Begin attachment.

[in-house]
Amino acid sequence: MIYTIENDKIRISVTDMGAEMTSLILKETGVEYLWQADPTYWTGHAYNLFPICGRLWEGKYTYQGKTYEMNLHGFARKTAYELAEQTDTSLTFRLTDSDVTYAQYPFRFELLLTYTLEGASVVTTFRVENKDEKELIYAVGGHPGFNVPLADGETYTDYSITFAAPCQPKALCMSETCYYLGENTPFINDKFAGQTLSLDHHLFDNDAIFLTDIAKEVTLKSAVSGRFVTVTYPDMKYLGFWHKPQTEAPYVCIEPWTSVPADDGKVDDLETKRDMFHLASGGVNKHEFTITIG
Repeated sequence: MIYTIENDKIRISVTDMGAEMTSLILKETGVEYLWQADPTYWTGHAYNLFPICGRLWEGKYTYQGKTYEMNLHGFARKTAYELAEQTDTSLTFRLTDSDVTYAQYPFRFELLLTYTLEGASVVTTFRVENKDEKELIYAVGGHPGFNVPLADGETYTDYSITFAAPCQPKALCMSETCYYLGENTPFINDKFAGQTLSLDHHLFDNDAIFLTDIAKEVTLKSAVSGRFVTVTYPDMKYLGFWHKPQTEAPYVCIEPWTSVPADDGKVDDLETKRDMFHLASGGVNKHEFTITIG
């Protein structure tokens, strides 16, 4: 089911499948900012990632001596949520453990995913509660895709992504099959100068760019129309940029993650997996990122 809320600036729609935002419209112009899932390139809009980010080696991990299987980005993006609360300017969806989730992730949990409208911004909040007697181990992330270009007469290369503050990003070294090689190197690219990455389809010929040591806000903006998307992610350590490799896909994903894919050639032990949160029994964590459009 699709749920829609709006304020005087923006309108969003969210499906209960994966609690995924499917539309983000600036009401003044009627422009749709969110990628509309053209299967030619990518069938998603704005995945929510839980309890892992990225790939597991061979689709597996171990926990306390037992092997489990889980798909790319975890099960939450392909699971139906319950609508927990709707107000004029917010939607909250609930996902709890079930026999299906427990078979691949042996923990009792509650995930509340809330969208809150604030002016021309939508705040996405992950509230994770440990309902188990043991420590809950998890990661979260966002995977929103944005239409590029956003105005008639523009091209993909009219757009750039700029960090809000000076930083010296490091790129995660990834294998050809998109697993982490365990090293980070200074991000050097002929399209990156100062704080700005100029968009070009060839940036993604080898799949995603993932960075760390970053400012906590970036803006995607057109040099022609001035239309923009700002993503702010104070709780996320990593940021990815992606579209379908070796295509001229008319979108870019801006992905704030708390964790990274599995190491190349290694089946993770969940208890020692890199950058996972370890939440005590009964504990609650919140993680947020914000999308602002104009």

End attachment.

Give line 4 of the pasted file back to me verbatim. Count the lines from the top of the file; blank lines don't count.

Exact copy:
């Protein structure tokens, strides 16, 4: 089911499948900012990632001596949520453990995913509660895709992504099959100068760019129309940029993650997996990122 809320600036729609935002419209112009899932390139809009980010080696991990299987980005993006609360300017969806989730992730949990409208911004909040007697181990992330270009007469290369503050990003070294090689190197690219990455389809010929040591806000903006998307992610350590490799896909994903894919050639032990949160029994964590459009 699709749920829609709006304020005087923006309108969003969210499906209960994966609690995924499917539309983000600036009401003044009627422009749709969110990628509309053209299967030619990518069938998603704005995945929510839980309890892992990225790939597991061979689709597996171990926990306390037992092997489990889980798909790319975890099960939450392909699971139906319950609508927990709707107000004029917010939607909250609930996902709890079930026999299906427990078979691949042996923990009792509650995930509340809330969208809150604030002016021309939508705040996405992950509230994770440990309902188990043991420590809950998890990661979260966002995977929103944005239409590029956003105005008639523009091209993909009219757009750039700029960090809000000076930083010296490091790129995660990834294998050809998109697993982490365990090293980070200074991000050097002929399209990156100062704080700005100029968009070009060839940036993604080898799949995603993932960075760390970053400012906590970036803006995607057109040099022609001035239309923009700002993503702010104070709780996320990593940021990815992606579209379908070796295509001229008319979108870019801006992905704030708390964790990274599995190491190349290694089946993770969940208890020692890199950058996972370890939440005590009964504990609650919140993680947020914000999308602002104009």